IDE 1.5.0 onwards allowed the definition of separate Platforms as the next example shows where a Platform for the ATmega1284 has been added:

C:\arduino-1.6.x  
hardware  
arduino   // The Platform Type for Arduino boards
    atmega1284   // The Platform Type for the ATmega1284 MCU which is not included with the Arduino definitions
avr   // The MCU Type
bootloaders   // The actual HEX files programmed onto the device during "Burn Bootloader"
cores   // The basic header and cpp files included by default during compiling such as Arduino.h
variants   // Specific device configuration data for mapping actual MCU pins to Digital I/O pins
boards.txt   // Configuration data for board types. Specifies protocols, programmers, bootloaders, baud rates etc.
platform.txt   // Describes the type of micro-controllers/boards and defines how the IDE should deal with them

Please Note: The ATmega1284 Platform does not include a "firmware" folder or "programmers.txt" file because these are already present in the "arduino" Platform folder. Only files and definitions specific to the ATmega1284 MCU are included in the Platform definitions.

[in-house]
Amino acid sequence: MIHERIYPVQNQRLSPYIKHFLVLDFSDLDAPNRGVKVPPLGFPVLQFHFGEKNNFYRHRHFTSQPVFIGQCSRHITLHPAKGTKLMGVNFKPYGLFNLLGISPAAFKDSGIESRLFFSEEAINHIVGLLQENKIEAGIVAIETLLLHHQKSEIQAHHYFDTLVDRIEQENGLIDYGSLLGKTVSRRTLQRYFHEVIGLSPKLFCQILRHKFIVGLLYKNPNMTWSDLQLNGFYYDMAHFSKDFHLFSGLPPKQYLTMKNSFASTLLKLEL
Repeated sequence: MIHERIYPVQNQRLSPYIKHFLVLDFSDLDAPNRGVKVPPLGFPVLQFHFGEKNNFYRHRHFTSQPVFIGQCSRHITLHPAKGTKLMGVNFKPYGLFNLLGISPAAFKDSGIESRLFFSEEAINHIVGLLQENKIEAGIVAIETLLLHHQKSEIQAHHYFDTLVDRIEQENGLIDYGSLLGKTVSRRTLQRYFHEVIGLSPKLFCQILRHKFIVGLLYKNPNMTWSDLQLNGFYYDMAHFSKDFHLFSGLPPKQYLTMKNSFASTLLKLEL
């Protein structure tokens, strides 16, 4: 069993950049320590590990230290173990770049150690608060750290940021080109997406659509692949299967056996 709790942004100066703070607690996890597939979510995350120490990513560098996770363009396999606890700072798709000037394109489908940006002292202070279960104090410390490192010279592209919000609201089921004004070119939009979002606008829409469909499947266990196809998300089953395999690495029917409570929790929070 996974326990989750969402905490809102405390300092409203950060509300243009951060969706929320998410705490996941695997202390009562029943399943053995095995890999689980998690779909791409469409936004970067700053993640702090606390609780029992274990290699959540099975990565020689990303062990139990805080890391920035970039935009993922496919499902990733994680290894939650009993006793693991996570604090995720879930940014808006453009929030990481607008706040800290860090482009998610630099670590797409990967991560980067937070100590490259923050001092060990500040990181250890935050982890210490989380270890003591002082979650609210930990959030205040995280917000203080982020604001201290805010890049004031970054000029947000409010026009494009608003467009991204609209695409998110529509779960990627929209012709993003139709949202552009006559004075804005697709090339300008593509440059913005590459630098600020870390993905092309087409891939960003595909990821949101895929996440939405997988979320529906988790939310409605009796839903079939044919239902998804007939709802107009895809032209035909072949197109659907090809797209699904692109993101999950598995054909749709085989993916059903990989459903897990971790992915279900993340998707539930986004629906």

Board/AVR definitions in other platforms that make use of the standard "arduino" cores can specify them within the "boards.txt" file by simply adding the platform/core like this: "uno328.build.core=arduino:arduino". The "arduino:" segment says "use this core from this platform".

Sketches and Libraries...

As previously discussed, a folder called "sketches" is created in the "portable" folder of the Arduino environment and it is here that user sketches will be saved. The built-in sketches such as "Blink" are within the folder called "examples" in the Arduino environment. The user "sketches" folder also contains a folder called "libraries" and it is here that the user can save any downloaded libraries. We will look at another way to store sketches and libraries later.

C:\arduino-1.6.x  
portable  
sketches   // The user's Sketches are saved here
      libraries   // The user's download Libraries are saved here
      preferences.txt   // The application Preferences file

The files that the IDE uses...

Warning Sign
Do not make any changes to the boards.txt file entries unless you are sure that you realise the implications. This is especially true for the Fuse entries as an error could render the MCU device unusable!